Having a global team of “disease detectives” who catch outbreaks of infectious diseases early is imperative for a healthy world, Secretary of State Rex Tillerson said.
U.S.-trained disease detectives have investigated more than 650 outbreaks of infectious diseases in the last four years, helping to prevent dangerous illnesses from spreading, the secretary said in October at the Bill and Melinda Gates Foundation’s “Grand Challenges” annual meeting in Washington.
When the Democratic Republic of the Congo in May identified a cluster of suspected Ebola cases, for example, disease detectives deployed to trace the disease and provide technical support. “Their fast and coordinated action contained the potentially devastating outbreak to only eight cases of Ebola, only four deaths and no spread outside of the DRC,” the secretary said.
This kind of global teamwork is central to the Global Health Security Agenda and is why the U.S. supports extending the agenda until 2024, Tillerson said. The agenda was launched in 2014 shortly before cases of Ebola were found in Africa. It seeks to create a worldwide system to prevent, detect and respond to infectious disease.
Since 2014, the U.S. has supported the Global Health Security Agenda with more than $1 billion in 17 at-risk countries. Part of that money helped train 370 disease detectives worldwide. Programs are built on the model of the U.S. Centers for Disease Control and Prevention’s Epidemic Intelligence Service. The detectives’ skills have stopped other outbreaks in their tracks.
The legacy of the 2014-2015 Ebola outbreak, which killed thousands of people in West Africa and provoked fears of worldwide pandemic, illustrates how health security is national security, Tillerson said.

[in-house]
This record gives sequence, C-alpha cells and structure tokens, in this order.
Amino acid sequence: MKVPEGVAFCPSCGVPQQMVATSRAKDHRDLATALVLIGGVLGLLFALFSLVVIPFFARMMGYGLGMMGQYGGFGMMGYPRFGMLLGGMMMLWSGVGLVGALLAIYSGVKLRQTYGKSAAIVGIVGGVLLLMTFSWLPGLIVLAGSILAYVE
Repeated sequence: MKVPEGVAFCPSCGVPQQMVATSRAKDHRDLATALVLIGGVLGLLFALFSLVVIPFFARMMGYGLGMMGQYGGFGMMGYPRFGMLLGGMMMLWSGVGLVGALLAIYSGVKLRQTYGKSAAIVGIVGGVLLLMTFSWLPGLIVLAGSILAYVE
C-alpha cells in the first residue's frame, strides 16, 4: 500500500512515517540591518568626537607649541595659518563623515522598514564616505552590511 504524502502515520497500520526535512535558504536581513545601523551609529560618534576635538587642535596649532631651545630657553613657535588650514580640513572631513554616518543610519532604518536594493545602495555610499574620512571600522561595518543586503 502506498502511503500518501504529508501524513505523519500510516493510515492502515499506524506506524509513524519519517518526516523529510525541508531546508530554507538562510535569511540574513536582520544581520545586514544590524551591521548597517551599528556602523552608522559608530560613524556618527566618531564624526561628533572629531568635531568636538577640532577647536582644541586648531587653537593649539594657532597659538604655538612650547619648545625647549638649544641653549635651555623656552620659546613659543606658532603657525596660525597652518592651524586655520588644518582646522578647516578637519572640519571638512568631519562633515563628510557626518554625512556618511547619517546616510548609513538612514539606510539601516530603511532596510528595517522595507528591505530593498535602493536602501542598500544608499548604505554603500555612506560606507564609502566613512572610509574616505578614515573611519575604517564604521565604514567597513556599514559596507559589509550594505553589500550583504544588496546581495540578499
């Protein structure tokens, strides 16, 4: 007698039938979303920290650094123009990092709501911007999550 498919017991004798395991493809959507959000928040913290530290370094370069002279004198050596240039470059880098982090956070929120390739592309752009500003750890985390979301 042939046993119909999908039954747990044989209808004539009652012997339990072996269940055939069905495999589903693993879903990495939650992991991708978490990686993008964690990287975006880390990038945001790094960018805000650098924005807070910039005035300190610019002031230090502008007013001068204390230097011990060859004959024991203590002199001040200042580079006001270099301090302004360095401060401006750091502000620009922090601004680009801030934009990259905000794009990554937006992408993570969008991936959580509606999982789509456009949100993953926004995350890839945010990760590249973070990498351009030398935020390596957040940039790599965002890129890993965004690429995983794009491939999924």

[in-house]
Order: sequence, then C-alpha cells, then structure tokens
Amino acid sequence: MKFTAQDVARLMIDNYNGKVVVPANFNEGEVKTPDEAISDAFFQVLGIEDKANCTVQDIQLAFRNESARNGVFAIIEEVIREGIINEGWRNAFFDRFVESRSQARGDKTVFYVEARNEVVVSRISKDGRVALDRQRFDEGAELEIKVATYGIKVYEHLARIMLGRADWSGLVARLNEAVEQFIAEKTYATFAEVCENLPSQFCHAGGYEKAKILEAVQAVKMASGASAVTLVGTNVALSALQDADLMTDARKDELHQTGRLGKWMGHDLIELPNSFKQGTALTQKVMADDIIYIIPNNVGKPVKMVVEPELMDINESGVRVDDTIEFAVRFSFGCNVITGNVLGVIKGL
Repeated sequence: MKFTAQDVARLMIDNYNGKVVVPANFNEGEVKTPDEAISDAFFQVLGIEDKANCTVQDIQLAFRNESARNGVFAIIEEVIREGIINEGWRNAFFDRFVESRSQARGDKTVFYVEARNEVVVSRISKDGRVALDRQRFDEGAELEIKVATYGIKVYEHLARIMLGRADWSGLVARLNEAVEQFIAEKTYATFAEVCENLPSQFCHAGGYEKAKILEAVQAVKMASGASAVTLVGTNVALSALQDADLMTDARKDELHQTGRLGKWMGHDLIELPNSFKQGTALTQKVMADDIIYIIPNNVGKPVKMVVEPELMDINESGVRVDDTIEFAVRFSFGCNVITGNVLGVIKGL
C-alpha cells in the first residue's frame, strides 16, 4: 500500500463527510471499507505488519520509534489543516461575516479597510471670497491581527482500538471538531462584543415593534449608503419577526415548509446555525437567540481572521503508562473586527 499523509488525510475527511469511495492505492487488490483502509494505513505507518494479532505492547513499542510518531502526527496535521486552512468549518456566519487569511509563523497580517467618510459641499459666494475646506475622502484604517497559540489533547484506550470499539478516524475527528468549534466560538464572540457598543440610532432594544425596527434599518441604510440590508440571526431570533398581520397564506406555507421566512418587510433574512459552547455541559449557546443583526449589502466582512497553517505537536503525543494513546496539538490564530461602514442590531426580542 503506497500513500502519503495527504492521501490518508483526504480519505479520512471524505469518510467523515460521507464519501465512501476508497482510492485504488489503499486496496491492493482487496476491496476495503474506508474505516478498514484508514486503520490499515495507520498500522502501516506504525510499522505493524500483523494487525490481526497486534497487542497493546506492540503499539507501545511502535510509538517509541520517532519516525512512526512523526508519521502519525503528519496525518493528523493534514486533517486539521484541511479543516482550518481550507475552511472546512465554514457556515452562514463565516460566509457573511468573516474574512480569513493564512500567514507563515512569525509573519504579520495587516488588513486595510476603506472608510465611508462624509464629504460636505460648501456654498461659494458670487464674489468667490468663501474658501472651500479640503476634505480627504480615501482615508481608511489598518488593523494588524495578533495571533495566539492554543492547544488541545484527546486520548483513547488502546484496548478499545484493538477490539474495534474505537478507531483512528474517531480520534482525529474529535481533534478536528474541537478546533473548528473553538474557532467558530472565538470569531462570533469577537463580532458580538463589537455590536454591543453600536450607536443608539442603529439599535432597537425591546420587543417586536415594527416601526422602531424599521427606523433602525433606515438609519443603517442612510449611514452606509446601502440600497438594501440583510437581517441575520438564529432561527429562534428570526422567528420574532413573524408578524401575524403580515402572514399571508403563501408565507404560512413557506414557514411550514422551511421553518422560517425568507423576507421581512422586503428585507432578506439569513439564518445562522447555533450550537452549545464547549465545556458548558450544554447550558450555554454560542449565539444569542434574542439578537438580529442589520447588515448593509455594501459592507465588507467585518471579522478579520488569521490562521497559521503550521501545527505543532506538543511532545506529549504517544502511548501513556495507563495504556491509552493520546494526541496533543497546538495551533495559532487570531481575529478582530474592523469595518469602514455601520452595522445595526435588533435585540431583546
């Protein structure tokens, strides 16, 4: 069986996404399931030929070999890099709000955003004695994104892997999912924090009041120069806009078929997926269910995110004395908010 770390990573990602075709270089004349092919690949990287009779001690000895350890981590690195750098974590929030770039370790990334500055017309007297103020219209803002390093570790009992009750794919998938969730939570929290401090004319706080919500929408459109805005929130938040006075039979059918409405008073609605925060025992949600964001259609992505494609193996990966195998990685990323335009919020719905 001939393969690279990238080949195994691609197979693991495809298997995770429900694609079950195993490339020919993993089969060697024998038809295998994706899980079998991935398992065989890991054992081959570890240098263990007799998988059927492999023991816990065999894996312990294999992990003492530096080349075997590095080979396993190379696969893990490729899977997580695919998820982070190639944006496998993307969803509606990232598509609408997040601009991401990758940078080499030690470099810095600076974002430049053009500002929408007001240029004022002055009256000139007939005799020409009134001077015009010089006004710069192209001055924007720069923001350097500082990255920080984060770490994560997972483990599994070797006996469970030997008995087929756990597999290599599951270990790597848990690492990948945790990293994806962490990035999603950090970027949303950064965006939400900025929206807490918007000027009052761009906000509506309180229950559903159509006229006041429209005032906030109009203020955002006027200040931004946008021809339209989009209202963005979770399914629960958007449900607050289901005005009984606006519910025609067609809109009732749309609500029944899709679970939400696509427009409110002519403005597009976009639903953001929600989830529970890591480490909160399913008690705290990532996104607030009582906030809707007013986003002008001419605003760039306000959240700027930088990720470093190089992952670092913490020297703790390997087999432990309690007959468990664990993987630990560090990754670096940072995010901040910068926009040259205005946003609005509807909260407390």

Meeting health challenges
The secretary said the U.S. approach to global health challenges reflects the U.S. overall approach to development. “There can be no greater measure of success than witnessing a country able to stand on its own two feet,” Tillerson said. “Our goal for U.S. development assistance is that it will serve as a bridge to the day that recipients can rise economically and achieve sustainable prosperity for themselves.”
The secretary’s comments echoed those of President Trump at a September meeting with African leaders at the United Nations. “We cannot have prosperity if we’re not healthy,” Trump said.
The United States will continue to invest in building health security. “I want to emphasize that generosity is at the core of who we are as Americans,” Tillerson said. In times of humanitarian crisis, the United States provides lifesaving assistance. “And we will remain to take on that task.”